Spring 2011 not offered
Rapid advances in technology, a volatile economy, interventionist foreign policy, and the widening gap between rich and poor in the United States are among the trends that have prompted scholars and pundits to announce that currently we are living in the "new" Gilded Age. In this course about the first Gilded Age--defined here as the period from Appomattox (1865) to the Armory Show (1913)--we shall explore the role played by artists, writers, and other cultural arbiters (politicians, collectors, museum professionals, and critics) in defining and defending or critiquing the ideologies and institutions that embodied the contradictions of the era.
In this course students will be expected to engage in the critical analysis of works of art and literature as cultural texts, studying in particular the modes and circumstances of production and reception.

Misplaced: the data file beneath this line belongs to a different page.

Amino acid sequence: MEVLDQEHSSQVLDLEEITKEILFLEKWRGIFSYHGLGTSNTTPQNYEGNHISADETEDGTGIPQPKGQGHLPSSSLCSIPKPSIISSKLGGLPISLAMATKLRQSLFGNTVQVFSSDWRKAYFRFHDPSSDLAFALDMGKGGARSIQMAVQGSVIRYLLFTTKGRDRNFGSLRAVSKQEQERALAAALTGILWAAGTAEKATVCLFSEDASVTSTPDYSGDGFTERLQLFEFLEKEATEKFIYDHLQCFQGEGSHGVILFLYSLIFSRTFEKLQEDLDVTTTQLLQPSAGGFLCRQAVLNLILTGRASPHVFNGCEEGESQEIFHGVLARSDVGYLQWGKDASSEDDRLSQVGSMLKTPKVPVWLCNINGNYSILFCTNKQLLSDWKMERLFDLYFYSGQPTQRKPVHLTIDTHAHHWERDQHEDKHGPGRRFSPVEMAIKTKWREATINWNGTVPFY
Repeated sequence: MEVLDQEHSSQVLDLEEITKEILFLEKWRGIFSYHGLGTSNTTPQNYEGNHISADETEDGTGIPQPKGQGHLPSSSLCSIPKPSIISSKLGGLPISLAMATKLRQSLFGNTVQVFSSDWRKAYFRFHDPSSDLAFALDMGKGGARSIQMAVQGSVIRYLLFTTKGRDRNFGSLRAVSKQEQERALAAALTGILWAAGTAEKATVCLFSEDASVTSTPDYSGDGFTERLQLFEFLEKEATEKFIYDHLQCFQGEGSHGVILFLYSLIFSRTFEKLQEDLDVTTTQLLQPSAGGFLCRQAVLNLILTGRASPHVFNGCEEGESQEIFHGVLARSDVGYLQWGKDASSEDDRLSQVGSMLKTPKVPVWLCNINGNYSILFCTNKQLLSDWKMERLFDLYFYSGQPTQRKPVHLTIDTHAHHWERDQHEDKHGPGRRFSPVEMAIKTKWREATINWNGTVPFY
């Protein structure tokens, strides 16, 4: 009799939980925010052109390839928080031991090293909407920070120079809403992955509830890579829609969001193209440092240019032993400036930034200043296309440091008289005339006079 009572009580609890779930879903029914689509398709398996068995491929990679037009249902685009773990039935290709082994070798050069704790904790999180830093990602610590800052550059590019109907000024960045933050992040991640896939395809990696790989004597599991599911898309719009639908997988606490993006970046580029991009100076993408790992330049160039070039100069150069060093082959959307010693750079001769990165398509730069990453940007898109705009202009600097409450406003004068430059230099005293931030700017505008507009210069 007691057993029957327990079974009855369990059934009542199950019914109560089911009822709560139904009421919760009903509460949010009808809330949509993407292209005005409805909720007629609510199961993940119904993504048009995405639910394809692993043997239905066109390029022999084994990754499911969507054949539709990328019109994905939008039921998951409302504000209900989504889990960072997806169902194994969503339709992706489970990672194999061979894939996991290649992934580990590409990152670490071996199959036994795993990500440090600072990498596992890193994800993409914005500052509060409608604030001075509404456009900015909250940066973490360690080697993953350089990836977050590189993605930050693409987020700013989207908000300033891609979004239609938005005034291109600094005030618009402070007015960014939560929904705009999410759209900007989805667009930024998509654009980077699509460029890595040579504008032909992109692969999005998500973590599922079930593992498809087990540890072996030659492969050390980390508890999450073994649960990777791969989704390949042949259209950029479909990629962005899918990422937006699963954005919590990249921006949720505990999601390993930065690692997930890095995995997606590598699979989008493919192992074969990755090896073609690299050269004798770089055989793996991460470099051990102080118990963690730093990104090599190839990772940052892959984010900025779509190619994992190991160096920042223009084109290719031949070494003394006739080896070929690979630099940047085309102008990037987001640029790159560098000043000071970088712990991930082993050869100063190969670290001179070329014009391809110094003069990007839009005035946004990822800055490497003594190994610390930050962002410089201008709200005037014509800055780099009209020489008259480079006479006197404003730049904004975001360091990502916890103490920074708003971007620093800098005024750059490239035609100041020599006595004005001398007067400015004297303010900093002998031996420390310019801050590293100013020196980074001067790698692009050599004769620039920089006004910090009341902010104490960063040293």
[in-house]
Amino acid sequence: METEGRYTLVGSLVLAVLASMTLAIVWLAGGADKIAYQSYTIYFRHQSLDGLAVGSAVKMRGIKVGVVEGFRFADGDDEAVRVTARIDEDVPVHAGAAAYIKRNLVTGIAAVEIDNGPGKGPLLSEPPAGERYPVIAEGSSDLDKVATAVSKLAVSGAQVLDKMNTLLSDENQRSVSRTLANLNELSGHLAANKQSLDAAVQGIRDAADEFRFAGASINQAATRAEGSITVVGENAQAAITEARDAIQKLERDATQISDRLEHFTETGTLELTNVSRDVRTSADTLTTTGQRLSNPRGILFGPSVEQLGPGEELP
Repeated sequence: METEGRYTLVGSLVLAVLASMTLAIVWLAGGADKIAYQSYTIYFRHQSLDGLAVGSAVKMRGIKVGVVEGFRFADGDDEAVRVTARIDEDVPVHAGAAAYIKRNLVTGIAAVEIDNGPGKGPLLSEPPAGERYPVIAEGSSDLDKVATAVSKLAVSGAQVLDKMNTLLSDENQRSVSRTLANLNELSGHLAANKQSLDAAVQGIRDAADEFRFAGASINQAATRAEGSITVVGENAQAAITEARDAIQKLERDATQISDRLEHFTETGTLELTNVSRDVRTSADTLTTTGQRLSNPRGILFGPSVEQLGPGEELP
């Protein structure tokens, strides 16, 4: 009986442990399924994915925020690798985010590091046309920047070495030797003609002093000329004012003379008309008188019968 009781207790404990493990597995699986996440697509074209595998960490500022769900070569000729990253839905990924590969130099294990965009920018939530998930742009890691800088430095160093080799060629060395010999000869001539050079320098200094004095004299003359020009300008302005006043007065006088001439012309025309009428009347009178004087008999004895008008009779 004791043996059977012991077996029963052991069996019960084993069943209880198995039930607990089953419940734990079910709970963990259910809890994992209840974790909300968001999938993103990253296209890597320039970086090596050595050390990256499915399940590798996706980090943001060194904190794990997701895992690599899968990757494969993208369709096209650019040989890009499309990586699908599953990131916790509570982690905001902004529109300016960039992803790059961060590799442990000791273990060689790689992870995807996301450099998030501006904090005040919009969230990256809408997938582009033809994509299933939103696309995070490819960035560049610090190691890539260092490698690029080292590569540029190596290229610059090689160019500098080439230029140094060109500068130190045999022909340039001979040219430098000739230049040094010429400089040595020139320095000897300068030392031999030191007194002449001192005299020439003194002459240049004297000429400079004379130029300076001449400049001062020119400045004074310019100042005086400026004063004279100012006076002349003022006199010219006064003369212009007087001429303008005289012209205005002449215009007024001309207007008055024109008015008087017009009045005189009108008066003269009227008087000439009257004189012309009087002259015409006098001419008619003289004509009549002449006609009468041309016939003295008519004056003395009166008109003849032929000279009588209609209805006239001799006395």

||Gen Ed Area Dept:
|Course Format: Lecture / Discussion||Grading Mode: Graded|
||Fulfills a Major Requirement for: (AMST)
Mark Twain, THE GILDED AGE
|Examinations and Assignments: |
Biweekly response papers; annotated bibliography; research paper
|Additional Requirements and/or Comments: |
This course will count as a Junior Colloquium in American Studies
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